Quantcast
Environmental News for a Healthier Planet and Life

Adidas Unveils 3D-Printed Shoe Made From Plastic Ocean Waste

Climate
Adidas Unveils 3D-Printed Shoe Made From Plastic Ocean Waste

Building on their current partnership, Adidas and Parley for the Oceans announced the concept for a shoe made almost entirely from ocean waste. Adidas and Parley, an organization fighting to stop ocean pollution worldwide, made the announcement in conjunction with the COP21 Paris climate talks.

“World leaders forging an agreement is wonderful, but we shouldn’t need to be told to do the right thing. The industry can't afford to wait for directions any longer. Together with the network of Parley for the Oceans we have started taking action and creating new sustainable materials and innovations for athletes," said Eric Liedtke, adidas Group Executive Board member responsible for Global Brands. "The 3D-printed Ocean Plastic shoe midsole stands for how we can set new industry standards if we start questioning the reason to be of what we create.”

The upper part of the shoe is made with ocean plastic and the midsole is 3D-printed using recycled polyester and gill nets, a wall of netting used to catch fish. Last month, Adidas introduced Futurecraft 3D, which launched the company's efforts in 3D printing technology.

“2015 is our year, the year of the oceans: the ocean movement successfully brought the cause onto the COP21 agenda in Paris," said Cyrill Gutsch, founder of Parley for the Oceans. "Protecting life underwater became the 14th development goal of the United Nations.”

“With a framework of political goodwill in place, it is the right moment to transform words into action," he added. "Therefore, Parley in Paris is all about updating knowledge, sharing visions, fine-tuning strategies, creating concepts and forging collaborations in order to kickstart change."

As for when you can get your hands on a pair of these shoes, that remains to be seen. "We haven’t figured everything out yet but we continue to move forward,” Liedtke said. "It’s more a statement of intent of what we hope to do and a challenge for us to make it.”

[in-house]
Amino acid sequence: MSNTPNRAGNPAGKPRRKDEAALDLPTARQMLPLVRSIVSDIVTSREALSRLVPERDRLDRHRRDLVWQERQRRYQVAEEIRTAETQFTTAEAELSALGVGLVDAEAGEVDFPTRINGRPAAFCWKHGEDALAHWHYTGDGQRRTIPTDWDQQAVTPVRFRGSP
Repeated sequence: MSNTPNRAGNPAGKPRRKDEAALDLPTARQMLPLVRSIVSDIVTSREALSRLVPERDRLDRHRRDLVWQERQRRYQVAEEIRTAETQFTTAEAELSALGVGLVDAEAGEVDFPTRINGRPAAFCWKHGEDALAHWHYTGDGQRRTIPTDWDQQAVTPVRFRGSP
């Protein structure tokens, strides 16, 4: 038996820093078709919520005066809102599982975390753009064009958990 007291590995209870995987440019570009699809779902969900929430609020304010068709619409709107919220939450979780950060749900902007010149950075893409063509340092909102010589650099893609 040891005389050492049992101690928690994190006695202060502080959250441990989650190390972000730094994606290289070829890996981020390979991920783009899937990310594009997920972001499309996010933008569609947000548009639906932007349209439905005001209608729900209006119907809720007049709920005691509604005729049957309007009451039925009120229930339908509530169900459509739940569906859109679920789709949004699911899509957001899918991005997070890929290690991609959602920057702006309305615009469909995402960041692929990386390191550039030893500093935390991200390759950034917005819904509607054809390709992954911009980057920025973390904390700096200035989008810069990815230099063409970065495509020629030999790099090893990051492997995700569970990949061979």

However, another one of their eco shoes, which they unveiled at the UN in June, will be available for purchase in April. "Boasting an upper made from yarns and filaments reclaimed from ocean waste and illegal deep-sea gill nets," according to WWD, the shoe will be available in about 1,000 select Adidas stores.

YOU MIGHT ALSO LIKE

Interactive Map: 50,000 Wind Turbines Generate One-Third of America’s Green Energy

Boyan Slat One Step Closer to Launching World’s Largest Ocean Plastic Cleanup

Solar Powered ‘Farm from a Box’: Everything You Need to Run an Off-Grid Farm

Underwater Vertical Seaweed Farm Restores Our Oceans While Providing Food and Fuel Source

A dugong, also called a sea cow, swims with golden pilot jacks near Marsa Alam, Egypt, Red Sea. Alexis Rosenfeld / Getty Images

In 2010, world leaders agreed to 20 targets to protect Earth's biodiversity over the next decade. By 2020, none of them had been met. Now, the question is whether the world can do any better once new targets are set during the meeting of the UN Convention on Biodiversity in Kunming, China later this year.

Read More Show Less

EcoWatch Daily Newsletter

President Joe Biden signs executive orders in the State Dining Room at the White House on Jan. 22, 2021 in Washington, DC. Jabin Botsford / The Washington Post via Getty Images

By Andrew Rosenberg

The first 24 hours of the administration of President Joe Biden were filled not only with ceremony, but also with real action. Executive orders and other directives were quickly signed. More actions have followed. All consequential. Many provide a basis for not just undoing actions of the previous administration, but also making real advances in public policy to protect public health, safety, and the environment.

Read More Show Less

Trending

Melting ice forms a lake on free-floating ice jammed into the Ilulissat Icefjord during unseasonably warm weather on July 30, 2019 near Ilulissat, Greenland. Sean Gallup / Getty Images

A first-of-its-kind study has examined the satellite record to see how the climate crisis is impacting all of the planet's ice.

Read More Show Less
Probiotic rich foods. bit245 / iStock / Getty Images Plus

By Ana Maldonado-Contreras

Takeaways

  • Your gut is home to trillions of bacteria that are vital for keeping you healthy.
  • Some of these microbes help to regulate the immune system.
  • New research, which has not yet been peer-reviewed, shows the presence of certain bacteria in the gut may reveal which people are more vulnerable to a more severe case of COVID-19.

You may not know it, but you have an army of microbes living inside of you that are essential for fighting off threats, including the virus that causes COVID-19.

Read More Show Less
Michael Mann photo inset by Joshua Yospyn.

By Jeff Masters, Ph.D.

The New Climate War: the fight to take back our planet is the latest must-read book by leading climate change scientist and communicator Michael Mann of Penn State University.

Read More Show Less